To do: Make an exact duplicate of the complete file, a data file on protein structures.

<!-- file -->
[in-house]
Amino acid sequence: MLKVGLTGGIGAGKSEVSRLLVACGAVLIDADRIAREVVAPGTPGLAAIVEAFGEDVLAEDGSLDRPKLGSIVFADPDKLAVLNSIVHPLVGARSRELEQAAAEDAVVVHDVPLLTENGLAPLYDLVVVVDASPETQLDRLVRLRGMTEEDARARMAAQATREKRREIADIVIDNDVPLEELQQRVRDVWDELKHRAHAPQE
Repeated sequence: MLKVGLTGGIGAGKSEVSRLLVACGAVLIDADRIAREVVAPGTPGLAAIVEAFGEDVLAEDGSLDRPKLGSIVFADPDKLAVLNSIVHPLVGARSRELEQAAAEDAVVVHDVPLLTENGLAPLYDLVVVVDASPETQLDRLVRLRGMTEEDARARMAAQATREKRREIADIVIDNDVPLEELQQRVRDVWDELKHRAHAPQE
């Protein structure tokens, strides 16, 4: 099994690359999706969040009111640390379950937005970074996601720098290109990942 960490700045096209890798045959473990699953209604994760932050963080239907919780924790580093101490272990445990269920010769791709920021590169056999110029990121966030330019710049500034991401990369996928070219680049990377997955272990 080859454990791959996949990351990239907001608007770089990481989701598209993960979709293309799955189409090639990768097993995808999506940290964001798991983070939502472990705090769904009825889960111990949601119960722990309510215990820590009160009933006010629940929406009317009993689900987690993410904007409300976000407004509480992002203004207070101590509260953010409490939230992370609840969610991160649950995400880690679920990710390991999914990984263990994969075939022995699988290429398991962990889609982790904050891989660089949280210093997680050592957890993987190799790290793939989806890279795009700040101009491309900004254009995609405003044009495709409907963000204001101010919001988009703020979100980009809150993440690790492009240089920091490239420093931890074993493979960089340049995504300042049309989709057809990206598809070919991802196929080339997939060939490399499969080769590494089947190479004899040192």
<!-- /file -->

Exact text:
[in-house]
Amino acid sequence: MLKVGLTGGIGAGKSEVSRLLVACGAVLIDADRIAREVVAPGTPGLAAIVEAFGEDVLAEDGSLDRPKLGSIVFADPDKLAVLNSIVHPLVGARSRELEQAAAEDAVVVHDVPLLTENGLAPLYDLVVVVDASPETQLDRLVRLRGMTEEDARARMAAQATREKRREIADIVIDNDVPLEELQQRVRDVWDELKHRAHAPQE
Repeated sequence: MLKVGLTGGIGAGKSEVSRLLVACGAVLIDADRIAREVVAPGTPGLAAIVEAFGEDVLAEDGSLDRPKLGSIVFADPDKLAVLNSIVHPLVGARSRELEQAAAEDAVVVHDVPLLTENGLAPLYDLVVVVDASPETQLDRLVRLRGMTEEDARARMAAQATREKRREIADIVIDNDVPLEELQQRVRDVWDELKHRAHAPQE
């Protein structure tokens, strides 16, 4: 099994690359999706969040009111640390379950937005970074996601720098290109990942 960490700045096209890798045959473990699953209604994760932050963080239907919780924790580093101490272990445990269920010769791709920021590169056999110029990121966030330019710049500034991401990369996928070219680049990377997955272990 080859454990791959996949990351990239907001608007770089990481989701598209993960979709293309799955189409090639990768097993995808999506940290964001798991983070939502472990705090769904009825889960111990949601119960722990309510215990820590009160009933006010629940929406009317009993689900987690993410904007409300976000407004509480992002203004207070101590509260953010409490939230992370609840969610991160649950995400880690679920990710390991999914990984263990994969075939022995699988290429398991962990889609982790904050891989660089949280210093997680050592957890993987190799790290793939989806890279795009700040101009491309900004254009995609405003044009495709409907963000204001101010919001988009703020979100980009809150993440690790492009240089920091490239420093931890074993493979960089340049995504300042049309989709057809990206598809070919991802196929080339997939060939490399499969080769590494089947190479004899040192």